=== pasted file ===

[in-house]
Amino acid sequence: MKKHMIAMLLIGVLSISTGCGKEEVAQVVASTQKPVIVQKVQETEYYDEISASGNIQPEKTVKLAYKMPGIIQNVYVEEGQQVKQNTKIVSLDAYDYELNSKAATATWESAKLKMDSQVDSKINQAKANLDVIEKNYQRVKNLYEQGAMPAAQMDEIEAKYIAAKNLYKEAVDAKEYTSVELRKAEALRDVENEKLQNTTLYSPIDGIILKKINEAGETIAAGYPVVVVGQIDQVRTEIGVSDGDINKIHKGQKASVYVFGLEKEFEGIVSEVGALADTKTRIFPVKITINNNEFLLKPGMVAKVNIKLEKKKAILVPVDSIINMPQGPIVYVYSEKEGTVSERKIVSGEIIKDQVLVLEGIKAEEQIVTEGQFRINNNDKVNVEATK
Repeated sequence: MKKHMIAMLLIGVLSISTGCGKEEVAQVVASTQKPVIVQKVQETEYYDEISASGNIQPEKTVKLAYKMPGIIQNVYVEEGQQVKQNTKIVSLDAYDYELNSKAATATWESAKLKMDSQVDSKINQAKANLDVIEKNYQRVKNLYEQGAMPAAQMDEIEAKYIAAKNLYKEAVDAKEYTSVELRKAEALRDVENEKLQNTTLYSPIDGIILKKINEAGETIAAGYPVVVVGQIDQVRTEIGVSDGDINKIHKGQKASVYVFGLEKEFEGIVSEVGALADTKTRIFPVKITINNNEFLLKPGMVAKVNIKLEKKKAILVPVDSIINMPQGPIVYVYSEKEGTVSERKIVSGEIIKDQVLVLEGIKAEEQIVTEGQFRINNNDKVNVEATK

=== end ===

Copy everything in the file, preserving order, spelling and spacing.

[in-house]
Amino acid sequence: MKKHMIAMLLIGVLSISTGCGKEEVAQVVASTQKPVIVQKVQETEYYDEISASGNIQPEKTVKLAYKMPGIIQNVYVEEGQQVKQNTKIVSLDAYDYELNSKAATATWESAKLKMDSQVDSKINQAKANLDVIEKNYQRVKNLYEQGAMPAAQMDEIEAKYIAAKNLYKEAVDAKEYTSVELRKAEALRDVENEKLQNTTLYSPIDGIILKKINEAGETIAAGYPVVVVGQIDQVRTEIGVSDGDINKIHKGQKASVYVFGLEKEFEGIVSEVGALADTKTRIFPVKITINNNEFLLKPGMVAKVNIKLEKKKAILVPVDSIINMPQGPIVYVYSEKEGTVSERKIVSGEIIKDQVLVLEGIKAEEQIVTEGQFRINNNDKVNVEATK
Repeated sequence: MKKHMIAMLLIGVLSISTGCGKEEVAQVVASTQKPVIVQKVQETEYYDEISASGNIQPEKTVKLAYKMPGIIQNVYVEEGQQVKQNTKIVSLDAYDYELNSKAATATWESAKLKMDSQVDSKINQAKANLDVIEKNYQRVKNLYEQGAMPAAQMDEIEAKYIAAKNLYKEAVDAKEYTSVELRKAEALRDVENEKLQNTTLYSPIDGIILKKINEAGETIAAGYPVVVVGQIDQVRTEIGVSDGDINKIHKGQKASVYVFGLEKEFEGIVSEVGALADTKTRIFPVKITINNNEFLLKPGMVAKVNIKLEKKKAILVPVDSIINMPQGPIVYVYSEKEGTVSERKIVSGEIIKDQVLVLEGIKAEEQIVTEGQFRINNNDKVNVEATK